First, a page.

VOL. III. 48

that large territories of this description would not sell, at the present price, in half a century, nor a century. This state of things is inconvenient to the States, without being useful to the United States. While held by the United States, these lands are not subject to State taxation. They contribute nothing to the burdens thrown on other lands. A great proprietor is in the State, holding large territory, exempt from common burdens. Let it be remembered (Mr. Webster repeated) that our trust is to sell and settle, not to hold permanently. It is to sell and settle, and to apply the proceeds to purposes beneficial to all the People of the United States. He was against all notion of permanent holding. He had always been opposed to the policy of reserving lands supposed to contain mines, with a view of leasing them, and deriving rent to Government. His opinion had always been that these lands should be examined, explored, their true value ascertained and disclosed, and then the lands sold, like other lands, to the highest bidder.

He said that, when he brought forward his proposition, in April, 1828, most of his political friends voted for it. But it was rejected by a majority of the Senate; and the bill then before the Senate, being on its passage, was also rejected.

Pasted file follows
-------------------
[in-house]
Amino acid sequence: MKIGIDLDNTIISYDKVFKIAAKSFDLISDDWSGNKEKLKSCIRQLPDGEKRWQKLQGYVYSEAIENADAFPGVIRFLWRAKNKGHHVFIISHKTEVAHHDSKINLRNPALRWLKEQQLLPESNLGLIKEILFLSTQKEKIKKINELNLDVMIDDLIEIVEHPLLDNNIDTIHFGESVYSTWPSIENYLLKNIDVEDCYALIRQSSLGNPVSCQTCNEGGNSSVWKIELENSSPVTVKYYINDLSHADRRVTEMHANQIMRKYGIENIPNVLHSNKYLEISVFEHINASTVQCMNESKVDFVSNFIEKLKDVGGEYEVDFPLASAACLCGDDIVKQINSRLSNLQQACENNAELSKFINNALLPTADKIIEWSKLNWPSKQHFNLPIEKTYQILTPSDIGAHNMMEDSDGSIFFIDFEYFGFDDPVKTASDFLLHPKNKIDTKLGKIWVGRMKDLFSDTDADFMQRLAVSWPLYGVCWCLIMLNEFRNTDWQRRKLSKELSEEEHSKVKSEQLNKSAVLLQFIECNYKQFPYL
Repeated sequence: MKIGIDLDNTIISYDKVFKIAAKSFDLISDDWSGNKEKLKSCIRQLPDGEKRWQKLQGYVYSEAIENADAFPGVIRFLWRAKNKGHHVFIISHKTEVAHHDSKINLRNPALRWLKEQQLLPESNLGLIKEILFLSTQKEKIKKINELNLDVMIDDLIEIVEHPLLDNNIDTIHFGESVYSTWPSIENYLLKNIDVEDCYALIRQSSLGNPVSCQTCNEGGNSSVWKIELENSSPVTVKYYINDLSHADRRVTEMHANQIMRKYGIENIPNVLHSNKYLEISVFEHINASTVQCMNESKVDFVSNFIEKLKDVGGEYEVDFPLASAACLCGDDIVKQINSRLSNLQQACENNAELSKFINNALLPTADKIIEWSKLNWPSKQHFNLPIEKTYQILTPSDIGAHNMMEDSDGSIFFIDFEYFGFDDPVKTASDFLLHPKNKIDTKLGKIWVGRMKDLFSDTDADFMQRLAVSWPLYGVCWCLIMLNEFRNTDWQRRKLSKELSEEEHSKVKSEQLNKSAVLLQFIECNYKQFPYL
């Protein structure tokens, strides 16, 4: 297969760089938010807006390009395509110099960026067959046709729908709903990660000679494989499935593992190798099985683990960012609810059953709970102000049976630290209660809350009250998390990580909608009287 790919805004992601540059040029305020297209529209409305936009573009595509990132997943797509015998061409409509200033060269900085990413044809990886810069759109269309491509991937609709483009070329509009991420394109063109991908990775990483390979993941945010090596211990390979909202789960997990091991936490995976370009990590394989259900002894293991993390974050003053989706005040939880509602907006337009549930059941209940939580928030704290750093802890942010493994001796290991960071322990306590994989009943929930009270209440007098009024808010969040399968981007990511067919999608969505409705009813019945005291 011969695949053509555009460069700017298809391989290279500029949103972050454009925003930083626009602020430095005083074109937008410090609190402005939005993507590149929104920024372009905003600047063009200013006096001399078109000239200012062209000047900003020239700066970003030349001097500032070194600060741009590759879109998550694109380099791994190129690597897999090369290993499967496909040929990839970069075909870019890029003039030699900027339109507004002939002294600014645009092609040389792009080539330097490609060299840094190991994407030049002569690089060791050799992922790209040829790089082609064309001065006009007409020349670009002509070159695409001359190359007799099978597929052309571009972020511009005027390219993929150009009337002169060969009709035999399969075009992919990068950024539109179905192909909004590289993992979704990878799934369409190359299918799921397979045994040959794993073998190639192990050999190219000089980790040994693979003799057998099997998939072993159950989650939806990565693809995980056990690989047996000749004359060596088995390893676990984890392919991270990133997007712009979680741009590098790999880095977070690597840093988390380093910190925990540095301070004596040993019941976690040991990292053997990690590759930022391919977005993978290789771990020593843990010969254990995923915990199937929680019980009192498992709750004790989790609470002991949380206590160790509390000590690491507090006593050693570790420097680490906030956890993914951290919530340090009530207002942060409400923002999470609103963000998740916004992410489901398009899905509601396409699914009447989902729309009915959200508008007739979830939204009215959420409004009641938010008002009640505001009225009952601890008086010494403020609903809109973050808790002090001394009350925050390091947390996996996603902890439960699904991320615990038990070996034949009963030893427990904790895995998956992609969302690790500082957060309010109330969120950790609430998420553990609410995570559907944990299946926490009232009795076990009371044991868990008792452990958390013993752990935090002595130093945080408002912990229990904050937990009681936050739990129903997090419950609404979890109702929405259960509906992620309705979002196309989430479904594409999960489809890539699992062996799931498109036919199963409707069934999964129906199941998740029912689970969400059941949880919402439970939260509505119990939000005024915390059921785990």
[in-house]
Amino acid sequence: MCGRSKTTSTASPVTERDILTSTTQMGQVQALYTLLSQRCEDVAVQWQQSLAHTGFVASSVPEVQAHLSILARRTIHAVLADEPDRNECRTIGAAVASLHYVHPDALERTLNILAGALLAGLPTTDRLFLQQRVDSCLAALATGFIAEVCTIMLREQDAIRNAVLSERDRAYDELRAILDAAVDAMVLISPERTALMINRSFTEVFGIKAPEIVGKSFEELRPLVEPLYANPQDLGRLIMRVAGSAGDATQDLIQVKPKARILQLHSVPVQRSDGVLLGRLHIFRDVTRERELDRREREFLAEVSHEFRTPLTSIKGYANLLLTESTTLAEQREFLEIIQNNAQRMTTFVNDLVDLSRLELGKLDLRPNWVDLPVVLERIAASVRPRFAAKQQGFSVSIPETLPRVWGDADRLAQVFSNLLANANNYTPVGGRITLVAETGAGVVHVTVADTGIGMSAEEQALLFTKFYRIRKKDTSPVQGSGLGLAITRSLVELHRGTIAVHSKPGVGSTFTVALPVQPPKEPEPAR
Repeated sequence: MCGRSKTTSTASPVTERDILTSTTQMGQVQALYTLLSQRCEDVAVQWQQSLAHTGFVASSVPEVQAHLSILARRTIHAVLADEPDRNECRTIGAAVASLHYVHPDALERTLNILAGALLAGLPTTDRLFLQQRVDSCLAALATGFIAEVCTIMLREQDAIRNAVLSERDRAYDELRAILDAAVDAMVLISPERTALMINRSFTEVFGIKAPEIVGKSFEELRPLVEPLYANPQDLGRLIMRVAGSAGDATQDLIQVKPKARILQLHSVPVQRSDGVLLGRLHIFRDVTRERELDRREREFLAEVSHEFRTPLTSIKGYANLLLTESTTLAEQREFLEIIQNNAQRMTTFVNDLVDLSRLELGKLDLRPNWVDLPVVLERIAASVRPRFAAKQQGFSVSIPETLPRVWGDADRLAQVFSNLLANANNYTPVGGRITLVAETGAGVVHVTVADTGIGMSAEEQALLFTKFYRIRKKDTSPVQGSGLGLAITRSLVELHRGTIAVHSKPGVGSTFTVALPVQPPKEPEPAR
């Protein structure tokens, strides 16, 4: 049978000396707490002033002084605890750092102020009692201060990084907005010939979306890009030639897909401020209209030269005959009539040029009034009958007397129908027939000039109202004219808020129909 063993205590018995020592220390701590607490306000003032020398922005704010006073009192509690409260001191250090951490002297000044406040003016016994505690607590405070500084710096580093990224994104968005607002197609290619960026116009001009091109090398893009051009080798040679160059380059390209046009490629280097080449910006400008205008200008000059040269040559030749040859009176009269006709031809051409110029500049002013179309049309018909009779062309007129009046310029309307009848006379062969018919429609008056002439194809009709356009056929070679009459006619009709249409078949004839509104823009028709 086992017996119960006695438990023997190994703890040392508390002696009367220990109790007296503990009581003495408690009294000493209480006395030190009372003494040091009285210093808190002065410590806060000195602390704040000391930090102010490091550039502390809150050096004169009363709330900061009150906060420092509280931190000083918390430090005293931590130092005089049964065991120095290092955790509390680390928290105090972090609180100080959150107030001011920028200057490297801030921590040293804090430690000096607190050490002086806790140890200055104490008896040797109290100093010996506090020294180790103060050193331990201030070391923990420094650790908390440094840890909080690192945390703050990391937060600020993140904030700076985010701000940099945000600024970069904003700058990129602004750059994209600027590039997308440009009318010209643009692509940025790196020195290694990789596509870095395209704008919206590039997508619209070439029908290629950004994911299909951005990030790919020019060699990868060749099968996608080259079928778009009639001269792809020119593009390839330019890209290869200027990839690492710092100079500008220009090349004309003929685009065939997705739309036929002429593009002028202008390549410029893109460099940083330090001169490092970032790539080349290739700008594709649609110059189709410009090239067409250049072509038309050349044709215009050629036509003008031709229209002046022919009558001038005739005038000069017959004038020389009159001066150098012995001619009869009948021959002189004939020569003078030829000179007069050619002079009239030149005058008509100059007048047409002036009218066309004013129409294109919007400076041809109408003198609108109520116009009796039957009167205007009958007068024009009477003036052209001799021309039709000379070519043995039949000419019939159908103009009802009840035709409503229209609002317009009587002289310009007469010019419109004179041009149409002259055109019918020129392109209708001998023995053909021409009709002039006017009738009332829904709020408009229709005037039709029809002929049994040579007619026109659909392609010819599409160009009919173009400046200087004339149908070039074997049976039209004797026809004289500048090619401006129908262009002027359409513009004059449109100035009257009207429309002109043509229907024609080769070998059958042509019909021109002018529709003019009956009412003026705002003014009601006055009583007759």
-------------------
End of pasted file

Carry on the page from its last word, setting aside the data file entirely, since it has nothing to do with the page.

Mr. Webster said he had now stated, in very few words, the history of his opinion on this subject of graduation. He hoped it was apparent, at least, that he had embraced no new sentiments suddenly. He thought, as he always had thought, graduation was a question of degree. It was wise or unwise as it was slow and reasonable, or as it was sudden and extravagant. He was for a slow graduation. He had proposed but one step. He was for trying that first, and for seeing the effect. He had felt confident, and still felt perfectly confident, that there were vast tracts of lands now lying within the limits of some of the States, that would not be disposed of for some generations to come without a reduction of price. If the present bill should be made conformable to his proposition in 1828, he should vote for it. But be doubted exceedingly whether a bill satisfactory to any part of the House could be carried through Congress at this session. There was beginning to be a good deal of exciteinent on the subject in the country. The doctrines that had been set up had at length alarmed the States and the People. For his part, he was glad to see this roused attention. He was glad to see the public mind thus awakened. The public lands were a fund for the use of all the People of the United States; and while he wished that this fund should be administered in a spirit of the utmost kindness to the actual settlers and the People of the new States, he should consent to no trifling with it, no wasting of it, no cession of it, no diversion of it in any manner from that general public use for which it was created.